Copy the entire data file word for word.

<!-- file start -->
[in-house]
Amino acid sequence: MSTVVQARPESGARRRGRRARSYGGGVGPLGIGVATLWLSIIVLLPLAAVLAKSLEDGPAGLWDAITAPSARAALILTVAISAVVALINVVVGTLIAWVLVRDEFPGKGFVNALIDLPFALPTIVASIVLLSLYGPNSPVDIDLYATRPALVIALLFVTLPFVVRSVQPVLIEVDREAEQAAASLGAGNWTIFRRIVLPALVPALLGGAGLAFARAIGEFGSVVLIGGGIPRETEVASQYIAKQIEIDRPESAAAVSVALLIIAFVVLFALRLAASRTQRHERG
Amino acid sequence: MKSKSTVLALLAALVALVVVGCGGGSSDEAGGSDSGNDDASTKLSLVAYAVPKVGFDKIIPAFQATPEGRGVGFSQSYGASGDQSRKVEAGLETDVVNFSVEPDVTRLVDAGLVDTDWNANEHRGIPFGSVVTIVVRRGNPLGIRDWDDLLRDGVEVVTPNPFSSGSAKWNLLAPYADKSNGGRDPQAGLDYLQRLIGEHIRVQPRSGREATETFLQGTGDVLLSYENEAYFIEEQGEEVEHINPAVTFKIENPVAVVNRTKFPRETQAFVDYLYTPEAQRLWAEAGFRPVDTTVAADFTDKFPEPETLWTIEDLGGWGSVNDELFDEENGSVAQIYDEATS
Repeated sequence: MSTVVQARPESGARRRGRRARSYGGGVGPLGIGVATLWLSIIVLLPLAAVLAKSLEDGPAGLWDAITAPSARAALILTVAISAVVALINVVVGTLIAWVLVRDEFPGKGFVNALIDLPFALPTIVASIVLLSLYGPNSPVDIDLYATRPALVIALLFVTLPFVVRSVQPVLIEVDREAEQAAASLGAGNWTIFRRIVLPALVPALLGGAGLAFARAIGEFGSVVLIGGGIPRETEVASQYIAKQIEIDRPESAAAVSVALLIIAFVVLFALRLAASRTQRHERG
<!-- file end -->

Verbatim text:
[in-house]
Amino acid sequence: MSTVVQARPESGARRRGRRARSYGGGVGPLGIGVATLWLSIIVLLPLAAVLAKSLEDGPAGLWDAITAPSARAALILTVAISAVVALINVVVGTLIAWVLVRDEFPGKGFVNALIDLPFALPTIVASIVLLSLYGPNSPVDIDLYATRPALVIALLFVTLPFVVRSVQPVLIEVDREAEQAAASLGAGNWTIFRRIVLPALVPALLGGAGLAFARAIGEFGSVVLIGGGIPRETEVASQYIAKQIEIDRPESAAAVSVALLIIAFVVLFALRLAASRTQRHERG
Amino acid sequence: MKSKSTVLALLAALVALVVVGCGGGSSDEAGGSDSGNDDASTKLSLVAYAVPKVGFDKIIPAFQATPEGRGVGFSQSYGASGDQSRKVEAGLETDVVNFSVEPDVTRLVDAGLVDTDWNANEHRGIPFGSVVTIVVRRGNPLGIRDWDDLLRDGVEVVTPNPFSSGSAKWNLLAPYADKSNGGRDPQAGLDYLQRLIGEHIRVQPRSGREATETFLQGTGDVLLSYENEAYFIEEQGEEVEHINPAVTFKIENPVAVVNRTKFPRETQAFVDYLYTPEAQRLWAEAGFRPVDTTVAADFTDKFPEPETLWTIEDLGGWGSVNDELFDEENGSVAQIYDEATS
Repeated sequence: MSTVVQARPESGARRRGRRARSYGGGVGPLGIGVATLWLSIIVLLPLAAVLAKSLEDGPAGLWDAITAPSARAALILTVAISAVVALINVVVGTLIAWVLVRDEFPGKGFVNALIDLPFALPTIVASIVLLSLYGPNSPVDIDLYATRPALVIALLFVTLPFVVRSVQPVLIEVDREAEQAAASLGAGNWTIFRRIVLPALVPALLGGAGLAFARAIGEFGSVVLIGGGIPRETEVASQYIAKQIEIDRPESAAAVSVALLIIAFVVLFALRLAASRTQRHERG